Robotics for remote post-stroke rehabilitation

In Europe over 6 million people are living with the after-effects of a stroke (cerebrovascular accident: CVA); this figure is expected to increase 33% by 2035 [1]

Post-stroke rehabilitation has one very salient feature. If the patient sticks to the rehab closely and continually, the chances of recovery are very high. A large percentage of CVA patients suffer afterwards from upper- or lower-limb problems, with severely affected arms and hands or difficulty in walking anew. The usual rehab exercises are not greatly complicated but the rehab efficiency is hugely affected by two crucial factors. Firstly there is the cost of each rehab session, either directly or factoring in the transport there and back to the rehab center. Secondly, there is a dearth of objective indicators to help the therapist assess patient progress.

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Enter the H2020-funded EIT-Health program, which is now driving new initiatives of post-stroke rehab at home. This combines robotics platforms (such as a robotized arm for carrying out motor rehabilitation exercises) with systems that allow clinicians to personalize each patient’s exercise plan and gain objective and quantitative indicators and readings of the patient’s progress.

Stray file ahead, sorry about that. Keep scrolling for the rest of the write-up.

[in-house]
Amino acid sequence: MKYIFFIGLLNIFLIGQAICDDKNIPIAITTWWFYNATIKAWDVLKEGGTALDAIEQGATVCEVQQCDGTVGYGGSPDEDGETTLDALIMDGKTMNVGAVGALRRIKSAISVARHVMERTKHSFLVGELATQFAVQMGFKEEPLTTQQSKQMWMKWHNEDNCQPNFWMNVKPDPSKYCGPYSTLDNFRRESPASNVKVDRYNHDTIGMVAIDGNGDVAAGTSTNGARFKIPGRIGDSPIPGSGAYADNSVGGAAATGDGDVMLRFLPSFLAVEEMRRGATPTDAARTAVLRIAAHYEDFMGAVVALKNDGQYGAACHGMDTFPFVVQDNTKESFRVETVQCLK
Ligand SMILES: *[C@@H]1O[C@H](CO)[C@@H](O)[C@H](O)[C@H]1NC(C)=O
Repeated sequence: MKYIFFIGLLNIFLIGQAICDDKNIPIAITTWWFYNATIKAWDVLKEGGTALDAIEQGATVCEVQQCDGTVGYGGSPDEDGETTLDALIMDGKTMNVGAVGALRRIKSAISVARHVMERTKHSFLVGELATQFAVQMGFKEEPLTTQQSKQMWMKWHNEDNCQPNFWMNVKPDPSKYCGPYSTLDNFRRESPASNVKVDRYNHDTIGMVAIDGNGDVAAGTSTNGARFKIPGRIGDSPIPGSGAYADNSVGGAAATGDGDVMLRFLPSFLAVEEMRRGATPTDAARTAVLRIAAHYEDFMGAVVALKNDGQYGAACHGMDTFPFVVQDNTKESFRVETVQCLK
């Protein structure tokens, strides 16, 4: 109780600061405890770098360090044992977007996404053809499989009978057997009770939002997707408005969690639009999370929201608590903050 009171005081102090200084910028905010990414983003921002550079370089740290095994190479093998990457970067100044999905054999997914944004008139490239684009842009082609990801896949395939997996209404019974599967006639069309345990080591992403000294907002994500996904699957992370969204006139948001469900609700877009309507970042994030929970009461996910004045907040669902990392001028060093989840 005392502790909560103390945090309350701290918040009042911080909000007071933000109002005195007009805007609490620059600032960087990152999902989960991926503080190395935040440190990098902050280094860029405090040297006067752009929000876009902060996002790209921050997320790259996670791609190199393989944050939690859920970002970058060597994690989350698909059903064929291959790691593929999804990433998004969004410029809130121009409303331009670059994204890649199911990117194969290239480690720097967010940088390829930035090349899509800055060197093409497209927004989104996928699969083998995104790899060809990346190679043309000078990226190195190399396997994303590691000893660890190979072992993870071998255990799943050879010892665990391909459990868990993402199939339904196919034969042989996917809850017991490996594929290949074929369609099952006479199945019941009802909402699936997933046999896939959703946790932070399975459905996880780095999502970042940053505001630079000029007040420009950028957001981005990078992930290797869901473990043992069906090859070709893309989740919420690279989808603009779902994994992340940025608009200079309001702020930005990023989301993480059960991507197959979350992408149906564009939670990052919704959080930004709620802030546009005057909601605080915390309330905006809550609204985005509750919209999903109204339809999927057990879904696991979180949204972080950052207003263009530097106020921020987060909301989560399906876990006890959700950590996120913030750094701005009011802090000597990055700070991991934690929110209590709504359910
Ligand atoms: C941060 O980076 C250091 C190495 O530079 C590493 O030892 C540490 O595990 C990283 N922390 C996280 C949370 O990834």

Inclusion of the therapist in the remote patient-interaction loop is crucial. All initiatives focusing solely on the robotics part fail for two simple reasons: firstly, they are incapable of involving patients in their recovery and, secondly and above all, motivating and encouraging them.

This combination of remote monitoring technology and healthcare robotics has really promising takeup possibilities. After all, quite apart from the benefit for the patient, these systems also slash costs for the rehab center, enabling a single clinic to monitor many different patients at once.

A prime example of technology of this type is the European SwitHome project, which uses the antari Home Care telemedicine platform to help post-stroke patients recover their mobility. SwitHome allows stroke recoverers to carry out their rehabilitation at home under specialist supervision.

SwitHome’s smart insoles mean that the patient’s self-rehab at home can be monitored remotely by the therapist. The advantages are manifold; patients find their rehab less onerous and costly; the rehab center’s costs are cut by 35% and continuous biofeedback is fed into the system in the interests of better healthcare.

To find out more about SwitHome and other EIT-Health-driven projects, drop into: https://www.eithealth.eu/innovation_projects

Author: Javier Téllez Chacón

[1] http://strokeeurope.eu/burden-of-stroke-report-launched-in-eu-parliament/

Las opiniones vertidas por el autor son enteramente suyas y no siempre representan la opinión de GMV
The author’s views are entirely his own and may not reflect the views of GMV
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